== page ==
Thursday, May 23, 2013

A Short Guide For Parents To Get Through The Preteen-Teenage Years

Yesterday I reran this favorite post of mine about how fast time flies.

It doesn't seem to fly by fast though when we're living those days with preteens and teens in the house, so I think it's time for me to pass along my 20/20 hindsight wisdom to parents who are living these years now. I've seen a daughter and a son through them. She is now 31 and he is 22. Obviously, I let them live.

1. Remember your parents let you live through your preteen and teenage years. I wasn't easy and I bet you weren't either. We all have our moments. This, too, shall pass. Really. No fooling.

2. Decide to let your children live. It may seeeeem like she's been 11 for 20 years, but she really hasn't. It's been more like 30. (See. You CAN still smile!)

3. Yes, I know these years are full of trying to be King/Queen of the Hill. Temper tantrums. Tears. Slamming doors. "You can't make mes". Grabbing the car keys and screeching out of the driveway. Calm down. You're an adult and too big to keep doing that. (Smiled again, huh?) Seriously though, focus on the good in your child and not so much on the difficult. It's really there. Promise. These aren't easy years on your child either. Growing up is hard.

4. So help your child grow up instead of trying to balk at nature. YOU grew up. You couldn't, and didn't, stay the baby your parents wished you could stay. Your child has to grow up too and mature. It's not an easy process and that instruction manual you're wishing for doesn't exist. And if you have more than one child...guess what...they'll each be different! Scream now at that thought and get it our of your system.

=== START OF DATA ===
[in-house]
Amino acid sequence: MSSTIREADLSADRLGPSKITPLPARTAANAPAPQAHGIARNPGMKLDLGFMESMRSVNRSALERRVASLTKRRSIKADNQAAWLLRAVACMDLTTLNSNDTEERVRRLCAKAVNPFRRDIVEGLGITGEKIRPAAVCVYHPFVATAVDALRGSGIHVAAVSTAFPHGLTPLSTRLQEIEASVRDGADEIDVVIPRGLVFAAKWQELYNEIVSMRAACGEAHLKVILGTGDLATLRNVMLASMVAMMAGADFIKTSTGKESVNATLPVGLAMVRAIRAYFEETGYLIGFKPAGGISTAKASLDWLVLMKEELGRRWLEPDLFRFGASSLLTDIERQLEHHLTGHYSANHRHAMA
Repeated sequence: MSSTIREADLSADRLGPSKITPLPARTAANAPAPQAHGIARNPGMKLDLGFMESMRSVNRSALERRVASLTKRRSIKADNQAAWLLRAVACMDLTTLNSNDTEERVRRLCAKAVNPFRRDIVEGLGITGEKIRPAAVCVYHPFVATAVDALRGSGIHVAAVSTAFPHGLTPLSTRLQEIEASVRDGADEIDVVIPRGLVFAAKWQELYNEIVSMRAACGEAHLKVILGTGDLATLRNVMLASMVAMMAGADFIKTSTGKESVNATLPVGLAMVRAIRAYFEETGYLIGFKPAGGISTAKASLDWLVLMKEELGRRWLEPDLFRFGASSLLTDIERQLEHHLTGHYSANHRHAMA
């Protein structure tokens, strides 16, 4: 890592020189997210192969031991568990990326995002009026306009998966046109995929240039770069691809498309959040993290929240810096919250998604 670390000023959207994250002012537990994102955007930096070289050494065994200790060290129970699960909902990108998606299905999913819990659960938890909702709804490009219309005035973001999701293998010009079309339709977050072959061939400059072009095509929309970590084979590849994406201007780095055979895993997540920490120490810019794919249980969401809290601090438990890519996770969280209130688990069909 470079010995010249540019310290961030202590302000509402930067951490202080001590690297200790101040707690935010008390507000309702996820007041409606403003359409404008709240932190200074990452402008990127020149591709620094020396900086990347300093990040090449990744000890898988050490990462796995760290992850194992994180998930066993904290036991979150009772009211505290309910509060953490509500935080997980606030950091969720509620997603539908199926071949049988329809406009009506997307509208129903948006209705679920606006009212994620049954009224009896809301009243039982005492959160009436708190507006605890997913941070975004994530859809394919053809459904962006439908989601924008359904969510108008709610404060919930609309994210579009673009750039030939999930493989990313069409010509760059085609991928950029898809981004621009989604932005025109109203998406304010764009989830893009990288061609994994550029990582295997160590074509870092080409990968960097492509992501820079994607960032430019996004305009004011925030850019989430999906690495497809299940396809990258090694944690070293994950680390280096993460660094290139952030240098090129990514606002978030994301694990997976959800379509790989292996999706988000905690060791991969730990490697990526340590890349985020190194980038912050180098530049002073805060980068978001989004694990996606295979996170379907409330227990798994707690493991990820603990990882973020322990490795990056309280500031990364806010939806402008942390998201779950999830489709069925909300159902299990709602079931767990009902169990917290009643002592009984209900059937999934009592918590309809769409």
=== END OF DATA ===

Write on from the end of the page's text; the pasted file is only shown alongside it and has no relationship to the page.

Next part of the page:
5. Don't be afraid of your child. Stick to the rules that need sticking to and relax the ones that can be relaxed and throw out the ones that need throwing out. Pick your battles so your home doesn't become a war zone. There really are things that are NOT worth fighting over. Ask yourself, "Is this going to really make a hill of beans worth of difference in five minutes or tomorrow?" If not, let it go.

6. Let your child make mistakes and don't rush in to fix them. Let your child suffer the consequences. If he or she is on the team or in the band and doesn't listen to the coach/leader and has to sit out a game or concert, don't go talk to the coach/leader. Talk to your child. If your child earned that "D" or "F"...accept it even if it's showing up on a transcript. That's part of the adult world that your child is moving into. Teach your child how to be part of the adult world and work within it. Don't teach them that a good pout will send mommy or daddy rushing into "fix" their messes.

7. Love your child through this season and laugh with him or her as much as you can. There is much to love and much laughter to share. Talk with your child not AT your child as much as you can.

8. Remember this, too, shall pass. All of it. One day you really will look back on these days and smile and you'll be proud of the young adult that you navigated through these times. These days can seem to drag on forever, but the day will come, I promise, when you'll look back and see how fast they flew by.

9. And that's where I began this post. The most important thing you can do, through all of this, is pray for your child. Every day, pray. Pray for yourself. Pray for the other parent, whether you're married or divorced, pray for the adults that have input into your child's life. And pray for everyone else that has input into your child's life, even that friend of theirs that drives you nuts. Pray for them.

Pray, love, laugh, discipline, let go.

This child really is a blessing. Never let go of that thought.

And be grateful.